• Install non-slip items in bathrooms – Bathrooms are a frequent site of falls for seniors. Slippery tile floors, wet conditions, and slick bathtubs can make it easy for seniors to fall. Caregivers can reduce fall risk in bathrooms by putting non-slip strips or a rubber mat on bathtub floors and by applying a non-slip coating to floors. Grab bars for showers and in the area of the toilet can also help seniors avoid falls.

Non-Fall Related Safety Proofing

Falls aren’t the only risk seniors face at home. Seniors may also be injured by burns, electrical shock, falling objects, and other threats. Caregivers should also take these steps for non-fall related sources of potential injury:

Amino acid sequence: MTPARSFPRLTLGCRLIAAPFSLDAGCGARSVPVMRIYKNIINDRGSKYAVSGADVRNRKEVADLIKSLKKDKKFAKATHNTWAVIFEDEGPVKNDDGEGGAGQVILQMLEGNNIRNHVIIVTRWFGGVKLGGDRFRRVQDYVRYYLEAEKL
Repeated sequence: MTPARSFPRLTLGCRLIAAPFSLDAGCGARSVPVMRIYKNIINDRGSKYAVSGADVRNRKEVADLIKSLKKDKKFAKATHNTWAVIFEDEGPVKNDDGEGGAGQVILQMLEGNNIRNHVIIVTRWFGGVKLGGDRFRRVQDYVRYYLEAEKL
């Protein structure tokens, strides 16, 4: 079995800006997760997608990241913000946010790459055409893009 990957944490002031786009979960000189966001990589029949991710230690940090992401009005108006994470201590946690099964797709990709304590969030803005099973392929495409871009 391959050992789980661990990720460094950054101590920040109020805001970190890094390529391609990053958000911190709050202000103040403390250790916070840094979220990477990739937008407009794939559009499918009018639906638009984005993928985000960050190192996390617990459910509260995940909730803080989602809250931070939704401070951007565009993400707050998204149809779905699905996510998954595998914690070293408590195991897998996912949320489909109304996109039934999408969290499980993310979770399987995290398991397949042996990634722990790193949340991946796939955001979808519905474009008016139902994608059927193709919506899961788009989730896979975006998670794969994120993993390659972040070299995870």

• kitchenMany seniors love to cook, but memory and agility issues may make this activity hazardous for them. Caregivers can reduce risks in the kitchen by adding temperature-controlled cookware to the kitchen, as well as systems that automatically turn off stoves and ovens. Caregivers may also need to convince seniors to cook only when a caregiver or family member is nearby to assist. Adding lightweight plates to the kitchen may also help prevent injuries.
  • Electrical shock can cause injury and even death to seniors. Caregivers should make sure devices are correctly plugged into electrical outlets and that power strips and extension cords are in good condition and are used properly.